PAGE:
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In the above depiction of Flash Player's workflow, the video card stands in for the green [Video decoder] box. The key point here is that the decoded video frames need to be accessible by the Player which needs to do its thing before the data can be presented to the user. As of this writing, none of these drivers in Linux allow retrieval of the decoded video data. Their counterpart Windows drivers do allow this which is why this feature is supported in Windows.
Nvidia's Steve Warren answers in the Comments:
This post seems to rest on two basic assertions:
1) Flash must have CPU-access to the decoded video surfaces.
2) Flash can't obtain CPU-access to the decoded video surfaces.
I believe that both of these assertions are wrong, at the very least for VDPAU, and probably for other video APIs as Gwenole claims above; he should know.
Taking the points in reverse order:
VDPAU currently has two different ways of obtaining CPU access to the surfaces. One can use APIs such as VdpVideoSurfaceGetBitsYCbCr or VdpOutputSurfaceGetBitsNative to download the data to the CPU, and then act on the data in any way. I don't believe any media players currently do this, because there's very little point. Alternatively, one can use the VDPAU presentation queue to present the data to an X pixmap. One can then use X APIs, or OpenGL's GLX_EXT_texture_from_pixmap to composite this data with application UI elements. At least XBMC uses this method (specifically GLX_EXT_tfp) very successfully today, even on low-end platforms; it is a very well tested path.
Finally, more mechanisms will be made available in the near future.
On to your second point:
I imagine that the only reason Flash requires CPU-access to the frames is to render/blend the UI on the CPU. I don't think this is the correct approach; GPU acceleration should be used for the UI rendering (or at least upload and blending). VDPAU itself has various rendering/blending/scaling operations built in specifically for this purpose. Alternatively, you could get the video into OpenGL and then use OpenGL's rendering/blending/scaling operations, as XBMC does. Do also note that VDPAU's VdpVideoMixer fully performs the YUV->RGB conversions you mentioned on the GPU, and if Flash really needs, it can download the resultant RGB data after that step with almost no effort.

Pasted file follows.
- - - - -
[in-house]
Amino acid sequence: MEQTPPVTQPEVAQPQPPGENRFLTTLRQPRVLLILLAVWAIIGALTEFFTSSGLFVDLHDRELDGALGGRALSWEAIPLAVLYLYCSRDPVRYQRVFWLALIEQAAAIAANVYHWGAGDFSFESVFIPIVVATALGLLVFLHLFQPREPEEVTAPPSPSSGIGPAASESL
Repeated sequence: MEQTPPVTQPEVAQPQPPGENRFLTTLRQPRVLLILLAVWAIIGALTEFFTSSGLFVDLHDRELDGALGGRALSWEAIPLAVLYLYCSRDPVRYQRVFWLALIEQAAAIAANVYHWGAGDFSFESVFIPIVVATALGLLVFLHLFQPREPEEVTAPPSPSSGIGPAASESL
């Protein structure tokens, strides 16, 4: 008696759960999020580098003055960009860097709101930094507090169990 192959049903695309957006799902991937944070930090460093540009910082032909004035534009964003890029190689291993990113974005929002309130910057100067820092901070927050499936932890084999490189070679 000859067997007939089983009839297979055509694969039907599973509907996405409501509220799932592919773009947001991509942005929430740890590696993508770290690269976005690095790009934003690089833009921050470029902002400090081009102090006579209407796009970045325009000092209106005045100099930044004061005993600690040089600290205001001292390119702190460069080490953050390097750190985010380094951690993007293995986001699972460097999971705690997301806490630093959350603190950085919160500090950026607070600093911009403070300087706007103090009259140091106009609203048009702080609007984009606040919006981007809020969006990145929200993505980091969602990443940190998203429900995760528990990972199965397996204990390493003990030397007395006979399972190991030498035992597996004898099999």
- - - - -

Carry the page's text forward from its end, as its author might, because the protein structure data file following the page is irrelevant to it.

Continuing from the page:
I also take issue with your point that Flash is somehow fundamentally different to other media players. Specifically, MPlayer renders UI/OSD, subtitles, etc. on top of the video using VDPAU features. XBMC renders a potentially complex and pretty UI over the video using OpenGL. I believe both of these applictions, and others, can also perform network streaming at the same time for example. It sounds like they're both doing the exact same thing that Flash needs to.
Please note that I haven't yet read your "flash uses the GPU" post, or at least note recently. I'll go read it now. Still, I doubt that will change my mind that widely available APIs (across platforms and vendors) such as OpenGL are the correct way to accelerate graphics-oriented applications such as Flash.
In summary: If you have any issues understanding or using VDPAU, please feel free to contact NVIDIA. We'd be very happy to help you.
IMHO those discussions are of the sort that made me read the Phoronix Forum until now, NOT useless and endless rants about long known facts/opinions.
And btw. hi all, first post
Just to add more fuel to the fire MPEG-LA released this today.
MPEG LA’s AVC License Will Continue Not to Charge Royalties for
Internet Video that is Free to End Users
(DENVER, CO, US – 2 February 2010) – MPEG LA announced today that its AVC Patent Portfolio License will continue not to charge royalties for Internet Video that is free to end users (known as Internet Broadcast AVC Video) during the next License term from January 1, 2011 to December 31, 2016. Products and services other than Internet Broadcast AVC Video continue to be royalty-bearing, and royalties to apply during the next term will be announced before the end of 2010.
MPEG LA's AVC Patent Portfolio License provides access to essential patent rights for the AVC/H.264 (MPEG-4 Part 10) digital video coding standard. In addition to Internet Broadcast AVC Video, MPEG LA’s AVC Patent Portfolio License provides coverage for devices that decode and encode AVC video, AVC video sold to end users for a fee on a title or subscription basis and free television video services. AVC video is used in set-top boxes, media player and other personal computer software, mobile devices including telephones and mobile television receivers, Blu-ray DiscTM players and recorders, Blu-ray video optical discs, game machines, personal media player devices and still and video cameras.
Yup. Freeware. At least for me is not enough. It's a tremendous benefit to have the freedom to make money if you want to.
lol, honestly I don't have an issue at all if people/corporation/etc say "If you don't charge for our implementation of xyz then we won't charge you." that is their prerogative. It's their IP they should be able to do what ever they want with it.